COUNCILLORS are to discuss replacing the free transport provided to post-16 students with special education needs with a new personal transport budget.
A new report to Leeds City Council’s executive board will ask it to launch a consultation which will include working with each of the 288 students and their families who currently receive this service.
The council does not have a statutory duty to provide transport as it does with pupils under the age of 16 with special education needs.
However it currently provides a service taking students between the ages of 16 and 25 to school or college. It is delivered through private hire companies or the council’s in-house fleet of vehicles.
The council says it is a “one size fits all approach” offering little choice for young people and families. The authority has previously ended other discretionary school transport it provided to faith schools and children travelling more than three miles as it coped with huge cuts in its Government funding. It is not planning to stop funding the post 16 to 25 SEN transport although the new transport budget is expected to save the authority £1m. The current scheme costs £1.7m.
The consultation will focus on three options which centre around personal transport budgets, including, mileage allowances and the cost-equivalence of bus passes, or introducing ‘banded’ budgets, which take account of the different needs of students.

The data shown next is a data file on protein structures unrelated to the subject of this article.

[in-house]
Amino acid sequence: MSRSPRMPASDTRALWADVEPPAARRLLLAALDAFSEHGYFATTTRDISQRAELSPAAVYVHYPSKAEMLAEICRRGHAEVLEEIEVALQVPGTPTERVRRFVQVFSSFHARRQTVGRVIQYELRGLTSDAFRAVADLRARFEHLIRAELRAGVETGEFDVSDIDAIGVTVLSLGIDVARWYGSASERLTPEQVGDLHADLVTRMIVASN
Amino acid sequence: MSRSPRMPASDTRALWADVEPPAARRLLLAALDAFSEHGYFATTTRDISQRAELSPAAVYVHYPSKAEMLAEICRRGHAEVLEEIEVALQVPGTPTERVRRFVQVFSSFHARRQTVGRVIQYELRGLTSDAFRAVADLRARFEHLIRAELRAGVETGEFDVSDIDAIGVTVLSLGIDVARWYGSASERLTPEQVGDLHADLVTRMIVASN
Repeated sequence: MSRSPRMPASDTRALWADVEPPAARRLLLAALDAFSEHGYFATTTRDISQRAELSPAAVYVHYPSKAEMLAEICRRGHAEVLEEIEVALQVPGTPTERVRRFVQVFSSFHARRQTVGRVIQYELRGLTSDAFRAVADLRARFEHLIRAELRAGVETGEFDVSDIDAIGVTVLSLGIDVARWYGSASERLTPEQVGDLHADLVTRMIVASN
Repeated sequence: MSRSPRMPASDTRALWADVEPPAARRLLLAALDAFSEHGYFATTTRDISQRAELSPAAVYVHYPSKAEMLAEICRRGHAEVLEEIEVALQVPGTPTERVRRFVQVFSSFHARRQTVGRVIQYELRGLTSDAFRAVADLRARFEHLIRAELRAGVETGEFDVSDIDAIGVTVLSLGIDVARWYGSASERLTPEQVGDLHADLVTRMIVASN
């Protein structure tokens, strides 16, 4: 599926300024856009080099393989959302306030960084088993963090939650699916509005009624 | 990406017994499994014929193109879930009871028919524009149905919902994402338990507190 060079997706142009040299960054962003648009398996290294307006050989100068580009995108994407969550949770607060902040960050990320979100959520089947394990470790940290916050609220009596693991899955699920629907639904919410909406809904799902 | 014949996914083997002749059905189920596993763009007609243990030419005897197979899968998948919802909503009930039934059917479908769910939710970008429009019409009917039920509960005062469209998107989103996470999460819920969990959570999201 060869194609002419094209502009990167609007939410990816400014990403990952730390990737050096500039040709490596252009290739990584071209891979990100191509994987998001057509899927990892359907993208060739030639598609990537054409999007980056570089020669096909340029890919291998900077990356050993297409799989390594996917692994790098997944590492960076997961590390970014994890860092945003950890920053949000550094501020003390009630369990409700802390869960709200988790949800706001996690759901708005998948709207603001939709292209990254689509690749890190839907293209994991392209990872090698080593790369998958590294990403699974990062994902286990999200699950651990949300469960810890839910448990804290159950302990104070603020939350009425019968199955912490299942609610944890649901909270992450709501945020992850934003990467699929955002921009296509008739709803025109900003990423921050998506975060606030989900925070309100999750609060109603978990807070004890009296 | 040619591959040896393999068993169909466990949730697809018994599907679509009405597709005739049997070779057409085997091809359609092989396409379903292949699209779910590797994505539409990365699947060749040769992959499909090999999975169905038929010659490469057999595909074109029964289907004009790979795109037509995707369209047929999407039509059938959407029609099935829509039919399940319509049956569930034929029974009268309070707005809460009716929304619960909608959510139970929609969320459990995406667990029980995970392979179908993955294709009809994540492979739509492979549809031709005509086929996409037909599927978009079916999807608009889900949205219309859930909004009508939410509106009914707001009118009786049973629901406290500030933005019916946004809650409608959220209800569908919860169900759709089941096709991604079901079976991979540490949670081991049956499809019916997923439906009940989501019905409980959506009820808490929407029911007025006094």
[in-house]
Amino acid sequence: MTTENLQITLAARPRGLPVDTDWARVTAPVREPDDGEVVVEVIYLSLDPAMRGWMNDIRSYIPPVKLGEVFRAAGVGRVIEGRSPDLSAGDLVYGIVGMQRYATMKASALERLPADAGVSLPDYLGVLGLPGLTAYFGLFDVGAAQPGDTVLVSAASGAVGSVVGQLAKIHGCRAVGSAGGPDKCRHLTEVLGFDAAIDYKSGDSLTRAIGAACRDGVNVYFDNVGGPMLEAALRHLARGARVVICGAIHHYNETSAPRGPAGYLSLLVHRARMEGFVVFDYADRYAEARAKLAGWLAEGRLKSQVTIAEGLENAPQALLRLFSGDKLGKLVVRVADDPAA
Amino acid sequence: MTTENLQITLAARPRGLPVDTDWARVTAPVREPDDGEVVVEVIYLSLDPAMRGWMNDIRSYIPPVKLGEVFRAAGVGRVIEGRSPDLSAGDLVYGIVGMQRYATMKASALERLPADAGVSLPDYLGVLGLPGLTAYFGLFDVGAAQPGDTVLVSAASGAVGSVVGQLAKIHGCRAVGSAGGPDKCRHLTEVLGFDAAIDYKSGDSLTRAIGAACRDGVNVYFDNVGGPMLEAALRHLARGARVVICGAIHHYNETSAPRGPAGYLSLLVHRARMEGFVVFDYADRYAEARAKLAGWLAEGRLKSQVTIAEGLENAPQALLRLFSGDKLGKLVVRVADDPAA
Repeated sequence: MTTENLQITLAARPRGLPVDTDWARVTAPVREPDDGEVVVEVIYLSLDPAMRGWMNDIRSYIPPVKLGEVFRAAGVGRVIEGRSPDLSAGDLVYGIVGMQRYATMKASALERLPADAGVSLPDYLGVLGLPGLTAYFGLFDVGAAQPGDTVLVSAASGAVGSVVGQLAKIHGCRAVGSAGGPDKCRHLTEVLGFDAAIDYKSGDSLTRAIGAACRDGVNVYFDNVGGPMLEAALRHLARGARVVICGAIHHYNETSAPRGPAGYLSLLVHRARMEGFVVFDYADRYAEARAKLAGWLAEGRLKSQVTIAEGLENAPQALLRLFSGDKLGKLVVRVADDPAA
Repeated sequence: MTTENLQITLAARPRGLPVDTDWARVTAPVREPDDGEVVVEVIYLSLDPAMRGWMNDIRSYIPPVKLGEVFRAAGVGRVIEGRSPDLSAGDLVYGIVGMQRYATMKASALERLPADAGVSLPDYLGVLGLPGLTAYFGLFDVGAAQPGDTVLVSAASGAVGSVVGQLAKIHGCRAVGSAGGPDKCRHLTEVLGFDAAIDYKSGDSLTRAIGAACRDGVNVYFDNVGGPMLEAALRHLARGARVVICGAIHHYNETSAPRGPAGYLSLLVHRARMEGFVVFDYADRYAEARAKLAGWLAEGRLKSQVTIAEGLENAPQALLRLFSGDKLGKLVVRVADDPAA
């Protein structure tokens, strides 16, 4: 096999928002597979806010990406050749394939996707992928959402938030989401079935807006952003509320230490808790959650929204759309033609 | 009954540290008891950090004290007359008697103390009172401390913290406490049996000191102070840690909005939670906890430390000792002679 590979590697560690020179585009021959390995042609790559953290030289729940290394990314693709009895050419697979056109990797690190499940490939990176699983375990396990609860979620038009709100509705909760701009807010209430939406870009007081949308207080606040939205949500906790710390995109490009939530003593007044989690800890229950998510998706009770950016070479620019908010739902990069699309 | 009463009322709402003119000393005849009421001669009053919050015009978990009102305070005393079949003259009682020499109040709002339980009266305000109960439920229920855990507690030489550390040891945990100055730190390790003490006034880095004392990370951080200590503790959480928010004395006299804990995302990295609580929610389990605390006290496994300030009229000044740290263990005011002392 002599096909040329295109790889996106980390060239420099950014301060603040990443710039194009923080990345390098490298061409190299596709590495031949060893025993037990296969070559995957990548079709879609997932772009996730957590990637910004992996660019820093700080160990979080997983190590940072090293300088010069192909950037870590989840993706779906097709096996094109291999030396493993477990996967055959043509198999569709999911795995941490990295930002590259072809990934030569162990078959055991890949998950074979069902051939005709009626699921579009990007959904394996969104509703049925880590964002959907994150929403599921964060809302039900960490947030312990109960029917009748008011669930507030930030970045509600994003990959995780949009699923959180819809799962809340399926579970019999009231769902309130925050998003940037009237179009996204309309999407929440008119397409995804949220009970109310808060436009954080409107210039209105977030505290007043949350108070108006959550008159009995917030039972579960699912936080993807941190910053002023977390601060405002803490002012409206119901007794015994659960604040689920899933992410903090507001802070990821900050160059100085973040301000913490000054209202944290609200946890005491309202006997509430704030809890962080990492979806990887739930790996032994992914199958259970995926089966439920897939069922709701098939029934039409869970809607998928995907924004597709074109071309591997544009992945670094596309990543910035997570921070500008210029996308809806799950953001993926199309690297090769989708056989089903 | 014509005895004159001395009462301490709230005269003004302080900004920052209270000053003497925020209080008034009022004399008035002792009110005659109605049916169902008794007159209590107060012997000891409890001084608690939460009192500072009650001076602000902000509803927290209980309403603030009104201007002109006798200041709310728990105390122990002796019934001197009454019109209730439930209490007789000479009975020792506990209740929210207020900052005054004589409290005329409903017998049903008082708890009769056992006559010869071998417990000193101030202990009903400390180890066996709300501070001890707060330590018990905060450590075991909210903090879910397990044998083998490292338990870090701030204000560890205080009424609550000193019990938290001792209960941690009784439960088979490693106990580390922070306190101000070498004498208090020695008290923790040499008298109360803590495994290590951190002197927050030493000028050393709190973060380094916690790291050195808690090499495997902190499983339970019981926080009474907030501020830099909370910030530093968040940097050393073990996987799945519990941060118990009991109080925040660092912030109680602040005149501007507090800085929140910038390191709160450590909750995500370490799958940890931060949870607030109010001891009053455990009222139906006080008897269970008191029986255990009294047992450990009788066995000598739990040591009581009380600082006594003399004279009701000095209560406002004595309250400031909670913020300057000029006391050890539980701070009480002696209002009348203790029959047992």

Coun Lucinda Yeadon, executive member for children and families, said: “We have to look at innovative ways to save public money while still ensuring people can access the services they need. We are now planning to consult families on innovative proposals that will offer greater choice and flexibility in making their own transport arrangements as an alternative to relying on the council to provide transport at fixed times on set days.”
“We would like to encourage all families who currently use the service, or are likely to need it in the next few years to take part in the consultation so we can better understand the likely impact of each option on each family.”
As well as introducing the proposed personal transport budgets the council is also planning to expand its existing Independent Travel Training programme which has already seen 450 students learning to use public transport independently. The training, which won a national Children and Young People Now award, significantly increases a student’s ability to lead more active, fulfilling and independent lives. The travel training has now also been expanded to include adults with learning disabilities, to enable them to lead more independent lives and minimising the risk of them becoming dependent on inflexible transport provision into adult life.
Since 2010, Leeds City Council has seen its core government funding reduced by £180m, a drop of more than 40 per cent in five years. The council estimates further cuts combined with rising costs of services will result in an overall funding gap of around £87.2 million for 2016/17.
The executive board meets on Wednesday.